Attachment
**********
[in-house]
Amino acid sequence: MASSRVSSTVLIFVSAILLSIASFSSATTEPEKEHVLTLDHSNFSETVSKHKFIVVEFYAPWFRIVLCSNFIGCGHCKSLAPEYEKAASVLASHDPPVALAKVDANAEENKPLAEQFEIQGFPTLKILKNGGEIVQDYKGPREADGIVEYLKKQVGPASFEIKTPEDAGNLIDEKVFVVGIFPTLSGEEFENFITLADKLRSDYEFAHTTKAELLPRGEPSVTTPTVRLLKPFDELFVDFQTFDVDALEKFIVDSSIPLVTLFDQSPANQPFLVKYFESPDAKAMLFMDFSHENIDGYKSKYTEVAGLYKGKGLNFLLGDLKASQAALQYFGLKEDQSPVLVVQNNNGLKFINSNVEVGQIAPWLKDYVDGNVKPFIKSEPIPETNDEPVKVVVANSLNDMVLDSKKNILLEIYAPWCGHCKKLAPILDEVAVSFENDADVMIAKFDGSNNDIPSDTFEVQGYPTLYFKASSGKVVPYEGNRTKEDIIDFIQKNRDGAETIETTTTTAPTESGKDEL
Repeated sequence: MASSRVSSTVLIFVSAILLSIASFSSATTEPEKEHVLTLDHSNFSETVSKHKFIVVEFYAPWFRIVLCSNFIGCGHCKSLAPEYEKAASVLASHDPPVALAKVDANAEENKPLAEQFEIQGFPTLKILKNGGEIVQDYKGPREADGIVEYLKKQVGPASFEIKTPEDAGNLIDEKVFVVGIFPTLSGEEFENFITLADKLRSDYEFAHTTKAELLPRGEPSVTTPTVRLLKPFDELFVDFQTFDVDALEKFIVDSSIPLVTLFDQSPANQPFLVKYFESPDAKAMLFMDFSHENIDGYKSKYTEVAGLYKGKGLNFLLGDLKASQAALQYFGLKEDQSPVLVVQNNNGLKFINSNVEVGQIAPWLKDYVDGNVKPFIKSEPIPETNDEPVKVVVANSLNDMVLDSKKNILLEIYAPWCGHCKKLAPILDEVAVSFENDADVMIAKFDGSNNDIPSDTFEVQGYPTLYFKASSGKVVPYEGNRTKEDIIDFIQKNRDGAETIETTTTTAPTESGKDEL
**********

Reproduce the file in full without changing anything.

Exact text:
[in-house]
Amino acid sequence: MASSRVSSTVLIFVSAILLSIASFSSATTEPEKEHVLTLDHSNFSETVSKHKFIVVEFYAPWFRIVLCSNFIGCGHCKSLAPEYEKAASVLASHDPPVALAKVDANAEENKPLAEQFEIQGFPTLKILKNGGEIVQDYKGPREADGIVEYLKKQVGPASFEIKTPEDAGNLIDEKVFVVGIFPTLSGEEFENFITLADKLRSDYEFAHTTKAELLPRGEPSVTTPTVRLLKPFDELFVDFQTFDVDALEKFIVDSSIPLVTLFDQSPANQPFLVKYFESPDAKAMLFMDFSHENIDGYKSKYTEVAGLYKGKGLNFLLGDLKASQAALQYFGLKEDQSPVLVVQNNNGLKFINSNVEVGQIAPWLKDYVDGNVKPFIKSEPIPETNDEPVKVVVANSLNDMVLDSKKNILLEIYAPWCGHCKKLAPILDEVAVSFENDADVMIAKFDGSNNDIPSDTFEVQGYPTLYFKASSGKVVPYEGNRTKEDIIDFIQKNRDGAETIETTTTTAPTESGKDEL
Repeated sequence: MASSRVSSTVLIFVSAILLSIASFSSATTEPEKEHVLTLDHSNFSETVSKHKFIVVEFYAPWFRIVLCSNFIGCGHCKSLAPEYEKAASVLASHDPPVALAKVDANAEENKPLAEQFEIQGFPTLKILKNGGEIVQDYKGPREADGIVEYLKKQVGPASFEIKTPEDAGNLIDEKVFVVGIFPTLSGEEFENFITLADKLRSDYEFAHTTKAELLPRGEPSVTTPTVRLLKPFDELFVDFQTFDVDALEKFIVDSSIPLVTLFDQSPANQPFLVKYFESPDAKAMLFMDFSHENIDGYKSKYTEVAGLYKGKGLNFLLGDLKASQAALQYFGLKEDQSPVLVVQNNNGLKFINSNVEVGQIAPWLKDYVDGNVKPFIKSEPIPETNDEPVKVVVANSLNDMVLDSKKNILLEIYAPWCGHCKKLAPILDEVAVSFENDADVMIAKFDGSNNDIPSDTFEVQGYPTLYFKASSGKVVPYEGNRTKEDIIDFIQKNRDGAETIETTTTTAPTESGKDEL